- Subnetting an IPv4 Network
- VLSM Addressing Schemes
- Design Considerations for IPv6

## VLSM Addressing Schemes

Variable-length subnet masking (VLSM) subnetting is similar to traditional subnetting in that bits are borrowed to create subnets. The formulas to calculate the number of hosts per subnet, and the number of subnets created still apply. The difference is that subnetting is not a single-pass activity.

### VLSM Review

You probably noticed that the starting address space in Subnetting Scenario 3 is not an entire classful address. In fact, it is subnet 5 from Subnetting Scenario 2. So in Subnetting Scenario 3, you “subnetted a subnet.” That is what VLSM is in a nutshell: subnetting a subnet.

Let’s use a small example. Given the address space 172.30.4.0/22 and the network requirements shown in Figure 9-1, apply an addressing scheme that conserves the most amount of addresses for future growth.

Figure 9-1 **VLSM Example Topology**

We need five subnets: four LAN subnets and one WAN subnet. Starting with the largest host requirement on LAN 3, begin subnetting the address space.

To satisfy the 250 hosts requirement, we leave 8 hosts bits (2^{8} – 2 = 254 hosts per subnet). Because we have 10 host bits total, we borrow 2 bits to create the first round of subnets (2^{2} = 4 subnets). The starting subnet mask is /22 or 255.255.252.0. We turn on the next two bits in the subnet mask to get /24 or 255.255.255.0. The multiplier is 1. The four subnets are as follows:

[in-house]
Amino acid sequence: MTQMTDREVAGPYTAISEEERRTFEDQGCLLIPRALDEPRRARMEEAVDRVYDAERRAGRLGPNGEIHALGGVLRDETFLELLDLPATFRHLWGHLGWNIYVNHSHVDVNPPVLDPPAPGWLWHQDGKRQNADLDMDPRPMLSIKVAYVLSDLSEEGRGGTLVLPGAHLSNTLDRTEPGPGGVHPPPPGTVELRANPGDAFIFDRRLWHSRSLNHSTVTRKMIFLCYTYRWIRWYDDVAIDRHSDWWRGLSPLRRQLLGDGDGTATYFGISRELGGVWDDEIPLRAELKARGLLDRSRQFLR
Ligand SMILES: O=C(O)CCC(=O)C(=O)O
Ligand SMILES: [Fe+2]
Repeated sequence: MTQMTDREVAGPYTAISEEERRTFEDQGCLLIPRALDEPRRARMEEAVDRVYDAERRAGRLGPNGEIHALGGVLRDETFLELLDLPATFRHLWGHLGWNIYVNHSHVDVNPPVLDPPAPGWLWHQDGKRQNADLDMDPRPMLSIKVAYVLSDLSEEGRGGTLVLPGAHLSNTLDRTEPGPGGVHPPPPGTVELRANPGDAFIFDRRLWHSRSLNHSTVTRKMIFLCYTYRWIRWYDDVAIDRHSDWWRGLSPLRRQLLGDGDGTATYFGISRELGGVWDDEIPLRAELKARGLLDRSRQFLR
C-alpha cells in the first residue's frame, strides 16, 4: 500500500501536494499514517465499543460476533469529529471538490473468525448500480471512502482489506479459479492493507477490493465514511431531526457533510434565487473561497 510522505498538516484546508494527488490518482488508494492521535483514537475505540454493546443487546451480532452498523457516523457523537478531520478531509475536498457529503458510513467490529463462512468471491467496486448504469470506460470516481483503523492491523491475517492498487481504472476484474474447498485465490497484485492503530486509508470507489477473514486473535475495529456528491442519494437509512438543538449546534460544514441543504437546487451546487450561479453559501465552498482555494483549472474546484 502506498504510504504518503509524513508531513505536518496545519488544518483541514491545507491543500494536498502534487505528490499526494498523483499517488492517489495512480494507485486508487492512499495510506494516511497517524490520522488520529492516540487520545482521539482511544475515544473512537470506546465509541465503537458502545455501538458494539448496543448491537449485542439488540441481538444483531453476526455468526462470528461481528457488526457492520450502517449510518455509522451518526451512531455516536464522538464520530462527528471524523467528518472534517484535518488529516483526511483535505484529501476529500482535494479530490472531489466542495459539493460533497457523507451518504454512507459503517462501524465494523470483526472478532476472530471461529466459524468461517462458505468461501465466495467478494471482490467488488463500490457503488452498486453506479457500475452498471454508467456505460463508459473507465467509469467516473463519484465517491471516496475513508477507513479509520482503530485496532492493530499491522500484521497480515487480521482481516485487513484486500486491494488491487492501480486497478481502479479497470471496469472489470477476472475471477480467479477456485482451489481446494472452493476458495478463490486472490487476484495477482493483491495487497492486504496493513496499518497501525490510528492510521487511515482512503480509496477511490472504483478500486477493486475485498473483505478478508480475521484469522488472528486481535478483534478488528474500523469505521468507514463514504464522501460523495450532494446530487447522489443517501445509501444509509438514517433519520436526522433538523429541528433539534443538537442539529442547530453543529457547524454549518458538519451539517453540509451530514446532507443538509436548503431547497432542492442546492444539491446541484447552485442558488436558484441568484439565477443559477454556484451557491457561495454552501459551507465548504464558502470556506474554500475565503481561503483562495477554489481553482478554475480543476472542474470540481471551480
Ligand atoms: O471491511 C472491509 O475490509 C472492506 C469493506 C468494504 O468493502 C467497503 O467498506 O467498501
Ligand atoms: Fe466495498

- Subnet 0: 172.30.4.0/24
- Subnet 1: 172.30.5.0/24
- Subnet 2: 172.30.6.0/24
- Subnet 3: 172.30.7.0/24

Assigning Subnet 0 to LAN 3, we are left with three /24 subnets. Continuing on to the next largest host requirement on LAN 4, we take Subnet 1, 172.30.5.0/24, and subnet it further.

To satisfy the 100 hosts requirement, we leave 7 bits (2^{7} – 2 = 128 hosts per subnet). Because we have 8 host bits total, we can borrow only 1 bit to create the subnets (2^{1} = 2 subnets). The starting subnet mask is /24 or 255.255.255.0. We turn on the next bit in the subnet mask to get /25 or 255.255.255.128. The multiplier is 128. The two subnets are as follows:

- Subnet 0: 172.30.5.0/25
- Subnet 1: 172.30.5.128/25

Assigning Subnet 0 to LAN 4, we are left with one /25 subnet and two /24 subnets. Continuing on to the next largest host requirement on LAN 1, we take Subnet 1, 172.30.5.128/25, and subnet it further.

To satisfy the 60 hosts requirement, we leave 6 bits (2^{6} – 2 = 62 hosts per subnet). Because we have 7 host bits total, we borrow 1 bit to create the subnets (2^{1} = 2 subnets). The starting subnet mask is /25 or 255.255.255.128. We turn on the next bit in the subnet mask to get /26 or 255.255.255.192. The multiplier is 64. The two subnets are as follows:

- Subnet 0: 172.30.5.128/26
- Subnet 1: 172.30.5.192/26

Assigning Subnet 0 to LAN 1, we are left with one /26 subnet and two /24 subnets. Finishing our LAN subnetting with LAN 2, we take Subnet 1, 172.30.5.192/26, and subnet it further.

To satisfy the 10 hosts requirement, we leave 4 bits (2^{4} – 2 = 14 hosts per subnet). Because we have 6 host bits total, we borrow 2 bits to create the subnets (2^{2} = 4 subnets). The starting subnet mask is /26 or 255.255.255.192. We turn on the next two bits in the subnet mask to get /28 or 255.255.255.240. The multiplier is 16. The four subnets are as follows:

- Subnet 0: 172.30.5.192/28
- Subnet 1: 172.30.5.208/28
- Subnet 2: 172.30.5.224/28